Mowing Digest

Mowing Digest

Mowing Heights

Mowing heights are based on the growth habit of the grass. Some grasses grow tall and straight, others low and wide. If you’re not sure how high your mower cuts, insert a ruler or your finger through the grass after mowing (your index finger is about 3 inches).

Highs and Lows


  • More leaves
  • More upright growth
  • More shade tolerance
  • Deeper roots
  • Drought tolerance
  • Slower regrowth after mowing
  • Fewer weeds, pests


  • More compact dense lawn
  • Shallow roots
  • Less vigor
  • More rapid growth after mowing
  • More weeds, pests
  • Higher maintenance
  • Scalped patterns on uneven ground

This blades for you

Lawns mowed high have more leaf blades so they capture more sunlight. More sunlight means more energy for the grass, and more energy makes for a stronger, tougher lawn with deeper roots.

Care for your mower

Spring tune-up

  • Remove engine shroud and clean around air-cooling fins
  • Change oil
  • Check, clean or replace air filter
  • Clean deck top and bottom
  • Change spark plug
  • Lubricate controls and linkages
  • Sharpen blades

Season’s end

  • Fill fuel tank and add fuel stabilizer
  • Remove spark plug and drop a teaspoon of oil into cylinder, replace spark plug
  • Brush or wash away dirt and debris
  • Store in a dry, ventilated area

Bag or Mulch?

Contrary to common wisdom, grass clippings neither add to thatch nor increase chances for disease. As long as you mow your lawn at the right height and at proper intervals, clippings quickly bread known without a trace because they’re mostly water. As they break down, they contribute nitrogen and other nutrients to the soil and supply it with organic matter.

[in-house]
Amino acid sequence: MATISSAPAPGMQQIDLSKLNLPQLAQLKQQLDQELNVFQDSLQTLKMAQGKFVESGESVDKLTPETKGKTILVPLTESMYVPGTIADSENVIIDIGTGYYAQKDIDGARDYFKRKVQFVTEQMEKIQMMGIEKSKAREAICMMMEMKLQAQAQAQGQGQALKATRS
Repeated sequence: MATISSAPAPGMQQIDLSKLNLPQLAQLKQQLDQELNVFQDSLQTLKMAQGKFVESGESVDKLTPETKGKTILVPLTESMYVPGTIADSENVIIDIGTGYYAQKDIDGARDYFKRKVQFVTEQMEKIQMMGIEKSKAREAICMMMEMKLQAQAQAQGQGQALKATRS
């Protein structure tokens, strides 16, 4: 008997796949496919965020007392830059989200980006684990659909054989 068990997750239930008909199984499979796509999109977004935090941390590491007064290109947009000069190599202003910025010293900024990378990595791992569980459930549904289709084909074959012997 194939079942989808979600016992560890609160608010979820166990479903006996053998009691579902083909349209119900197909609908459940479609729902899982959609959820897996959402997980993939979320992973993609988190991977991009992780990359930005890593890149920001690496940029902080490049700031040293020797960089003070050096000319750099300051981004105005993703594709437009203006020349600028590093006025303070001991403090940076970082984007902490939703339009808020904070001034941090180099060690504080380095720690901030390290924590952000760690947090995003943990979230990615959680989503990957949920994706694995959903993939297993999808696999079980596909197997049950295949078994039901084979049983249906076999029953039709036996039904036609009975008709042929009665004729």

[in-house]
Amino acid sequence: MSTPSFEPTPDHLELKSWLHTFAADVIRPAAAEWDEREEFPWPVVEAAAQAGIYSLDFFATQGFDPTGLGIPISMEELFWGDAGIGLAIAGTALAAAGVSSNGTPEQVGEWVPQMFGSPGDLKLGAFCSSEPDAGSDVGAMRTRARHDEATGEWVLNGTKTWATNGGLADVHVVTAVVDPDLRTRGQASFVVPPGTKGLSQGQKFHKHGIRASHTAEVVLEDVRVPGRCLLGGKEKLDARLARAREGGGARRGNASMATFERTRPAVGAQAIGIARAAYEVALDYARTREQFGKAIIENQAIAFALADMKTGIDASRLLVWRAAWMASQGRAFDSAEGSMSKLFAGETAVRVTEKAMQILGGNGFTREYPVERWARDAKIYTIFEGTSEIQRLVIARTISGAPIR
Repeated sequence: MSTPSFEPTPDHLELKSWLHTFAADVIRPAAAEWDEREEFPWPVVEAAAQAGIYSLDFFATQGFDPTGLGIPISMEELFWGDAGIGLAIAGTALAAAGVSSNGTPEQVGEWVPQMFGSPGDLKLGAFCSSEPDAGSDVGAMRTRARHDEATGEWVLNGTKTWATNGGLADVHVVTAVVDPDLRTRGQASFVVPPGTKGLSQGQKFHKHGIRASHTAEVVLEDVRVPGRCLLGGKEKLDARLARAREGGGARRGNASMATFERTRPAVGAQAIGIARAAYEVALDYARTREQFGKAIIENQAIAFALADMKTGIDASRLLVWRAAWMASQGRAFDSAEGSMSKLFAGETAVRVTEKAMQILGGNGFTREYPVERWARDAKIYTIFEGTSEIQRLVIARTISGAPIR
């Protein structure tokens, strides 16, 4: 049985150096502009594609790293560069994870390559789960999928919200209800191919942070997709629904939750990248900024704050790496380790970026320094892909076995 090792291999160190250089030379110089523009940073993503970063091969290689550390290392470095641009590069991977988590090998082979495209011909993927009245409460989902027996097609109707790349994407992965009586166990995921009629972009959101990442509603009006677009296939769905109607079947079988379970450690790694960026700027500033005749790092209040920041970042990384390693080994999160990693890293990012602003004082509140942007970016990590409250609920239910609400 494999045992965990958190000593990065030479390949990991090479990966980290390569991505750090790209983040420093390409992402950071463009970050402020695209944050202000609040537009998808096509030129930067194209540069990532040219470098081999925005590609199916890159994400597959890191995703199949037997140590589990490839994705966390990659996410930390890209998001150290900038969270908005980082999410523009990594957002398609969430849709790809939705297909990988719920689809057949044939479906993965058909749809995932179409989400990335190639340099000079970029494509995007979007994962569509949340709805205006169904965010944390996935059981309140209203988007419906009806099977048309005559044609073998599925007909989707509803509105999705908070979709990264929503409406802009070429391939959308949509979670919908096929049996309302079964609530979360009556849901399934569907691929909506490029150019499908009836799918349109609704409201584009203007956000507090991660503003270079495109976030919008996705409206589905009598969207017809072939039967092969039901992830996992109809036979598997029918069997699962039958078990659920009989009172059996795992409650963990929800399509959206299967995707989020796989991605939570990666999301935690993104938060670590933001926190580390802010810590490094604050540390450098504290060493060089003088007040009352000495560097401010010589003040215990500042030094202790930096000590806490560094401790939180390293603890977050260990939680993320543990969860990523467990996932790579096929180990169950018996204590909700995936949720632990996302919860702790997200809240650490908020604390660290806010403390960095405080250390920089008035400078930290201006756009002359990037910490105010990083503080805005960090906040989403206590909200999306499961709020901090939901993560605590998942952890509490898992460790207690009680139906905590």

The clippings from a 1,000-square-foot lawn contribute 1/2 to 2 pounds of nitrogen, depending on how much you fertilize. The more you fertilize, the more nitrogen the clippings return to the soil.

Mowing Frequency

How often should you cut the grass? the simple answer is, as often as it takes to maintain its recommended height. That depends on the species of grass, the season, growing conditions, and the amount and type of fertilizer used. Generally, every five to seven days is enough, keeping the basic rule of thirds in mind. Its also important to cut the grass regularly throughout the growing season. The more moisture the grass receives, the more often you’ll need to cut it. You may find yourself mowing twice a week during extended periods of rain. During wet periods some suggest a practice known as double cutting. This involves moving the mower height up a setting during wet periods, then after the clippings dry, lowing the mower to the correct height and mowing a second time in a different direction.

Mowing Tips

Be sure your mower blade is sharp. sharp blades cut the grass cleanly and help mulch clippings into small pieces, which break down quickly. Conversely, dull mower blades shred the grass, leaving a ragged cut at the top of the blade, which gives the lawn a whitish, diseased appearance. Some grasses, such as perennial rye grass, take on a particularly ragged look if mowed with a dull blade.

Change the direction and pattern each time you mow. Doing so reduces turf wear from mower wheels. This damage is even more pronounced in thin or shady areas. If you mow repeatedly in the same direction, the mower tends to push the grass over rather than cut it cleanly. Eventually, the grass begins to lean in the direction mowed, producing light and dark patterns or stripes.

Don’t allow newly seeded grass to grow excessively long before the first mowing. If the grass gets too tall before mowing and you mow it to, say, half its height, you’ll shock the plants, stressing them and slowing the process of forming a healthy lawn.

As always, if you’re not the do-it-yourself type, give us a call and we’d be happy to help with your lawn mowing service needs.